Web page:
My understanding is that an UPDATE statement will fire exactly the same
number of RI checks as does an INSERT, in all cases.

ISTM possible that we could optimise away some RI checks in the case of
UPDATEs. This might or might not save some cycles but it will definitely
reduce the amount of locking taking place on referenced tables.

A heavily updated referencing table can cause a stream of locks against
a referenced table. Attempts to UPDATE the row on the referenced table
could be severely hampered since only an UPDATE of the PK of the
referenced table really needs to cause a cross-check.

I see nothing in the SQL Standard that requires these checks to be made
for an UPDATE, only that the integrity must not be violated.

We know the attribute numbers of the keys for any particular trigger, so
it seems possible to make an equality comparison between the old and new
attribute values. If the values are similar, we can skip the check
altogether. This seems cheaper than executing a statement to compare the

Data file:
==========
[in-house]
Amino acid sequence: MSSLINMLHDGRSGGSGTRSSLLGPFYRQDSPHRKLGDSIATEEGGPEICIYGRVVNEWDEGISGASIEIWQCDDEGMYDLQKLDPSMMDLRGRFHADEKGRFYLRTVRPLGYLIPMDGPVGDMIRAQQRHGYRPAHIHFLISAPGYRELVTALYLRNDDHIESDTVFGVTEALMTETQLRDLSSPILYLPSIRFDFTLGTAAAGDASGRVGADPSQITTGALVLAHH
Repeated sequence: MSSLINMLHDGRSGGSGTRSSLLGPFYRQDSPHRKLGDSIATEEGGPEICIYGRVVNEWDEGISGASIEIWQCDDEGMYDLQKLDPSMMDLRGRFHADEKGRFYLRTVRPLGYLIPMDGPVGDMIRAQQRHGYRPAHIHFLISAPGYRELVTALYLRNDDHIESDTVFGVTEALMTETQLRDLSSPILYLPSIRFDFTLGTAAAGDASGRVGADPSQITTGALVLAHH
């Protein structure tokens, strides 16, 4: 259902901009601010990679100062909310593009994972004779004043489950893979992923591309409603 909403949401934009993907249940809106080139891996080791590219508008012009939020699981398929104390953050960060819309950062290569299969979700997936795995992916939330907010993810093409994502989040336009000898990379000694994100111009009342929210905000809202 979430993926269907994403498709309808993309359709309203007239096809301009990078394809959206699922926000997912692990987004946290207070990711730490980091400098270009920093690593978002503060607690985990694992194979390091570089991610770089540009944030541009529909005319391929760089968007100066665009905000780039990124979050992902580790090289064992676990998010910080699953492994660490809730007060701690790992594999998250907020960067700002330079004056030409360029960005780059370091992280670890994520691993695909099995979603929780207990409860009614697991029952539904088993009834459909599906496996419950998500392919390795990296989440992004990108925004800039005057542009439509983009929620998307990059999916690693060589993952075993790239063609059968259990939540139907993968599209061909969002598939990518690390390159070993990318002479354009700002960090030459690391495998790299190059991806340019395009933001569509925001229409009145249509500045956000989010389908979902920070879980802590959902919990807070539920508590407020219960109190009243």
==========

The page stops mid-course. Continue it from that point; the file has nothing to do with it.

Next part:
new against the value in the referenced table.

Any objections to implementing this?

It would be even better if there was some way of not executing the
trigger at all if we knew that the UPDATE statement doesn't SET the FK
columns. That would require us to pass information about the potentially
changed columns as part of the TriggerData data structure. That could be
passed as an additional bitmap through to constraint triggers, so that
they can return immediately if they have nothing to do - though that
check makes more sense to perform *before* the trigger is queued for
later execution.


  Simon Riggs             

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